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Samsung Group is getting pulled deeper into the scandal engulfing South Korea’s president with prosecutors homing in on whether an $830,000 horse and millions in other payments were made to smooth succession at the top of the country’s largest company.
Special prosecutors summoned two top Samsung executives to answer questions Monday about the company’s role in an alleged influence-peddling scheme that has already led to President Park Geun-hye’s impeachment. The vice chairman and president of Samsung’s corporate strategy office have not been accused of wrongdoing, though that status may change, according to a spokesperson for the prosecutor.
Investigators are trying to figure out whether Samsung made donations to benefit the president’s friend, Choi Soon-sil, in exchange for political favours. In particular, prosecutors want to know whether the president exerted pressure on Korea’s national pension service, a $452 billion fund with money from 22 million citizens, to support a merger of two Samsung Group companies. The controversial deal, opposed by some investors, was approved in 2015 and will make it easier for heir apparent Jay Y Lee to gain control over the sprawling conglomerate his grandfather founded.
“Summoning two top guys at Samsung Group may mean the special prosecutors are carrying out the final checks before calling in Jay Y Lee,” said Kim Sang-Jo, professor at Hansung University. “Samsung stands at the centre of Choi-gate.”
Samsung has denied any wrongdoing and has portrayed itself as a victim in the scandal. The company declined further comment for this story. Choi has denied colluding with Park to extract money from businesses.
So far, Samsung Electronics Co’s business has weathered the political investigation as well as a crisis over its fire-prone Note 7 smartphones. On Friday, the company reported its biggest operating profit in three years. Its shares rose to a record high in Seoul Monday and have gained more than 55 per cent over the past year.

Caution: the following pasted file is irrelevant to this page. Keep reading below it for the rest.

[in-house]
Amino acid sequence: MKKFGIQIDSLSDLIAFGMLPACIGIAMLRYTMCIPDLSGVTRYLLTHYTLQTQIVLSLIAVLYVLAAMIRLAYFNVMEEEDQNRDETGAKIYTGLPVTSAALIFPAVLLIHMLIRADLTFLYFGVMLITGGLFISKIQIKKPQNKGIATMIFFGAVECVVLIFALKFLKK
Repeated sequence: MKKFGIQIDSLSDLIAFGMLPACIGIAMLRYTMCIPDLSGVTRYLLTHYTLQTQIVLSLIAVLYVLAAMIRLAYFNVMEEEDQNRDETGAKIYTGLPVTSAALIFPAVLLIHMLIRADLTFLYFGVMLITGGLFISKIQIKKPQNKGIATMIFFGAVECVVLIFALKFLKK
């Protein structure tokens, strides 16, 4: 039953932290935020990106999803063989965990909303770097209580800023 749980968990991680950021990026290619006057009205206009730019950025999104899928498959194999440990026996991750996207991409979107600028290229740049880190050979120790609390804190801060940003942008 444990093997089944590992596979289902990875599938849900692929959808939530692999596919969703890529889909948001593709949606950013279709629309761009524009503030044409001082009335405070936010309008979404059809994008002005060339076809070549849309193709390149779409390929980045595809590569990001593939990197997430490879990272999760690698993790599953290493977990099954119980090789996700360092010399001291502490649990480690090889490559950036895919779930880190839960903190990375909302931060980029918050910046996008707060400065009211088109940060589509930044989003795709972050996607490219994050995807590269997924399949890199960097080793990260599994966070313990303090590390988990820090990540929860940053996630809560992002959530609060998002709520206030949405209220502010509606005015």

Still, the political scandal has rocked South Korea and its biggest companies. Prosecutors are investigating Choi’s relationship with Park and whether Choi solicited payments from corporations to smooth their dealings with the government. Last month, lawmakers summoned nine business leaders to testify at an unprecedented public hearing, including the heads of Hyundai Motor and Lotte groups.
It was Samsung’s Lee who faced the vast majority of questions however. Over the course of ten hours, lawmakers grilled the 48-year-old about Samsung’s gifts to Choi’s foundations. Lee confirmed that Korea’s largest conglomerate provided a one billion won horse used for equestrian lessons by Choi’s daughter. He also acknowledged meeting the president twice but denied any wrongdoing and said he never felt pressured by Park to fund Choi’s foundations.
Prosecutors are now stepping up efforts to clarify how the Korean pension fund came to support the contentious merger of Cheil Industries Inc. and Samsung C&T Corp in 2015. After the deal was originally proposed, shareholders including activist Paul Elliott Singer fought against it, arguing the purchase price Cheil offered was too low and would cement the founding family’s control at the expense of minority shareholders.
Samsung responded by saying it was trying to create long-term value for investors and the merger was necessary to sustain growth. Korea’s National Pension Service, the largest investor in Samsung C&T, voted in favour of the merger and played a key role in helping the deal win approval by a narrow margin.
The combination helps make it easier for Lee to take control over Samsung Group, a sprawling conglomerate of nearly 60 companies, and crown jewel Samsung Electronics. After the merger, Lee ended up with a 17 percent stake in the combined entity, making him the largest shareholder. The merged company, now just called Samsung C&T, in turn is one of the largest shareholders in Samsung Electronics.
Lee’s control may grow as Samsung Group continues its restructuring. Analysts think it is likely that Samsung Electronics will be split into an operating company and a holding company, with the latter possibly being combined with C&T. Adding more Samsung shares to C&T will give Lee further control over Samsung Electronics and by extension the whole group.
“The C&T merger almost completed the succession process, but the climax is the splitting of Samsung Electronics,” said Park Ju-gun, president of corporate watchdog CEOScore in Seoul.
Lee has been the de-facto head of Samsung Group since his father suffered a heart attack in 2014 and is the presumed heir apparent. He has been banned from foreign travel while the investigation is underway.
The special prosecutors have previously arrested Moon Hyung-pyo, the former chairman of the pension service. Moon has been suspected of pressuring the fund to support the merger.